[15106]. It recognised that the best progress over the last ten years has been in areas where the Aboriginal and Torres Strait Islander community has led the design and implementation of programs from the beginning. It also noted that there has been no clear statement of who is accountable for the Closing the Gap targets and requested clear accountability mechanisms.

On 12 December 2018, COAG released the

[36310], a draft of the strengths-based framework that recognises the importance of genuine partnership between the governments and  Aboriginal and Torres Strait Islander people and outlined refreshed targets. The draft targets are:

  • Families, children and youth:
    • increase the proportion of Aboriginal and Torres Strait Islander children assessed as developmentally on track in all five domains of the Australian Early Development Census to 45 per cent by 2028
    • 95 per cent of all Aboriginal and Torres Strait Islander four-year-olds enrolled in early childhood education by 2025 (existing target)
    • significant and sustained progress to eliminate the over-representation of Aboriginal children in out-of-home care
    • a significant and sustained reduction in violence against Aboriginal and Torres Strait Islander women and children.
  • Health:
    • close the gap in life expectancy between Aboriginal and Torres Strait Islander and non-Indigenous Australians within a generation, by 2031 (existing target)
    • by 2028, 90-92 per cent of babies born to Aboriginal and Torres Strait Islander mothers have a healthy birthweight.
  • Education:
    • increase the proportion of Aboriginal and Torres Strait Islander students in the top two bands of NAPLAN reading and numeracy for years 3, 5, 7 and 9 by an average of 6 percentage points by 2028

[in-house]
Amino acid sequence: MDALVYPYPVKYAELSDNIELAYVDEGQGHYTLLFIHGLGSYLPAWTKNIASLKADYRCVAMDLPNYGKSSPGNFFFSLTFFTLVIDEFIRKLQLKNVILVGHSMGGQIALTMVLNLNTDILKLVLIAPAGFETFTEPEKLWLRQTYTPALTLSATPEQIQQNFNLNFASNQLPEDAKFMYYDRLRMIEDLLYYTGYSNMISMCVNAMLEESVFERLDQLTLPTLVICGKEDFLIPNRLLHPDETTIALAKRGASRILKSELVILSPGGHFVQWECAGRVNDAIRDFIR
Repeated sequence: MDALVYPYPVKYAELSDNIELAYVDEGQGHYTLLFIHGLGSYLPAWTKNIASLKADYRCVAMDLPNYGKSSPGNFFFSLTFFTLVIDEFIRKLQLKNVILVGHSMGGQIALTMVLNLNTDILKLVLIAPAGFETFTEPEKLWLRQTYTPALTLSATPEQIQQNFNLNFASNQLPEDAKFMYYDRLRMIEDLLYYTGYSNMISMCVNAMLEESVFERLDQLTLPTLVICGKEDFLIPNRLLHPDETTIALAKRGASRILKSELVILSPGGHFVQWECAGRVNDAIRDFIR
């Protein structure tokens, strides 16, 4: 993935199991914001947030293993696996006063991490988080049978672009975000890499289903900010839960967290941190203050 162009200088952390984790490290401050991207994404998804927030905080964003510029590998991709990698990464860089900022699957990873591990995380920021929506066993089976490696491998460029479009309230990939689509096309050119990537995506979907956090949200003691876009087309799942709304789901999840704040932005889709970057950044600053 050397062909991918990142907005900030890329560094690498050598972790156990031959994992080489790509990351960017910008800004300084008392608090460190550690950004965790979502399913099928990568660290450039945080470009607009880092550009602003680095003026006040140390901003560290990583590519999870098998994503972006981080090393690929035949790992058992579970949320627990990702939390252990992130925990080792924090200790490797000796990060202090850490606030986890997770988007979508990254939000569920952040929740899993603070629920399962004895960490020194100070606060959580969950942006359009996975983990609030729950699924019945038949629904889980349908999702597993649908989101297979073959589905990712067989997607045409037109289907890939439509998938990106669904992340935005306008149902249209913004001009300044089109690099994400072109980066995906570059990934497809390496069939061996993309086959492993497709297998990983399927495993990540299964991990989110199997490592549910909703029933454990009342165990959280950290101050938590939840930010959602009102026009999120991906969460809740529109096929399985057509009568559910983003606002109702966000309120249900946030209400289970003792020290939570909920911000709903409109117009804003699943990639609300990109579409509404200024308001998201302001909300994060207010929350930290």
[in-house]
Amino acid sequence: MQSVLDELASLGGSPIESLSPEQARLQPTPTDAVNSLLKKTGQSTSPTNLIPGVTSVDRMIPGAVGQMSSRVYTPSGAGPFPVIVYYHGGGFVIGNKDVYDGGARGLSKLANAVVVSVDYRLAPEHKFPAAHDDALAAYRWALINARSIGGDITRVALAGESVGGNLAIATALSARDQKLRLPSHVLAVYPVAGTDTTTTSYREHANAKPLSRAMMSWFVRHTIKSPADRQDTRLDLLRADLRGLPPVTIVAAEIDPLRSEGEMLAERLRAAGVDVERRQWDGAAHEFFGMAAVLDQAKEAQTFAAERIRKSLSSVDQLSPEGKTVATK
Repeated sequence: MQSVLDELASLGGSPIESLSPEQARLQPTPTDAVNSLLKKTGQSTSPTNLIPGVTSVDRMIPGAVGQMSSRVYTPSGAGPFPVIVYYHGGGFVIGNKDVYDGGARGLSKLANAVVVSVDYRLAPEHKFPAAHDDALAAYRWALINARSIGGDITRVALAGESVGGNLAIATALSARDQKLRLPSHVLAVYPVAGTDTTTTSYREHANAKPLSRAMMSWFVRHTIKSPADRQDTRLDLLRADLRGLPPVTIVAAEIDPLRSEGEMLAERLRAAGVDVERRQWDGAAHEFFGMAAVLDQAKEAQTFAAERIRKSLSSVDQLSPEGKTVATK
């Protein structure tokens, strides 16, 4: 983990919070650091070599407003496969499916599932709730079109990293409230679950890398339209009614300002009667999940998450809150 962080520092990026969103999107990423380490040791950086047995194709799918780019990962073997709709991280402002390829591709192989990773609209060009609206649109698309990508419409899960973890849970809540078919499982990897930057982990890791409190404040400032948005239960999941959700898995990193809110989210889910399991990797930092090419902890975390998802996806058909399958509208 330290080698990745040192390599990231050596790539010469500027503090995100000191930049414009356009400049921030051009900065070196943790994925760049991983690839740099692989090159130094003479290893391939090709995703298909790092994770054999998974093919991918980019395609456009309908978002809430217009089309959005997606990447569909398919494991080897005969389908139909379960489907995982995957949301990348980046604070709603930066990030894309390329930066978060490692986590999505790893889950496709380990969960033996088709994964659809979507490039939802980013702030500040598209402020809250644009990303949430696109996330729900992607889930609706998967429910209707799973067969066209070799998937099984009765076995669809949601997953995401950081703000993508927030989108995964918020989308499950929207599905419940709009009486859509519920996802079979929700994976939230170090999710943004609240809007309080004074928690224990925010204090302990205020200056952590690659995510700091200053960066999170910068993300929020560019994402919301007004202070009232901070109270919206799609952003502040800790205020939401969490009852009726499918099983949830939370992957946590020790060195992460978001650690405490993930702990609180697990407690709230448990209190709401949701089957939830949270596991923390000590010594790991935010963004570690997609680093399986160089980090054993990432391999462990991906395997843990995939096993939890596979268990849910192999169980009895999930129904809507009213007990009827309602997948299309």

• decrease the proportion of Aboriginal and Torres Strait Islander students in the bottom two bands of NAPLAN reading and numeracy for years 3, 5, 7 and 9 by an average of 6 percentage points by 2028
    • halve the gap in attainment of Year 12 or equivalent qualifications between Aboriginal and Torres Strait Islander and non-Indigenous 20-24 year-olds by 2020 (existing target)
    • 47 per cent of Aboriginal and Torres Strait Islander peoples (aged 20-64 years) have completed Certificate III or above, including higher education, by 2028.
  • Economic development:
    • 65 per cent of Aboriginal and Torres Strait Islander youth (15-24 years) are in employment, education or training by 2028
    • 60 per cent of Aboriginal and Torres Strait Islander people aged 25-64 years are employed by 2028.
  • Housing:
    • increase the proportion of the Aboriginal and Torres Strait Islander population living in appropriately sized (not overcrowded) housing to 82 per cent by 2028.
  • Justice, including youth justice:
    • reduce the rate of Aboriginal and Torres Strait Islander young people in detention by 11-19 per cent, and adults held in incarceration by at least 5 per cent, by 2028.
  • Land and waters
    • a Land and waters target will be developed by mid-2019 by all jurisdictions to support Aboriginal and Torres Strait Islander peoples’ access to, management and ownership of, land of which they have a traditional association, or which can assist with their social, cultural and economic development.

The statement set timeframes for the all governments to:

  • establish a new formal partnership with Aboriginal and Torres Strait Islander peoples, through their representatives, by the end of February 2019
  • finalise all draft targets by mid 2019
  • review the National Indigenous reform agreement (NIRA) [17301] by mid 2019
  • work with the Productivity Commission’s Indigenous Commissioner to develop an independent, Aboriginal and Torres Strait Islander-led approach to the three-yearly comprehensive evaluation and review of progress at a national level, and in each jurisdiction.

References

Aboriginal and Torres Strait Islander people should be aware that this website may contain images, voices and names of people who have passed away.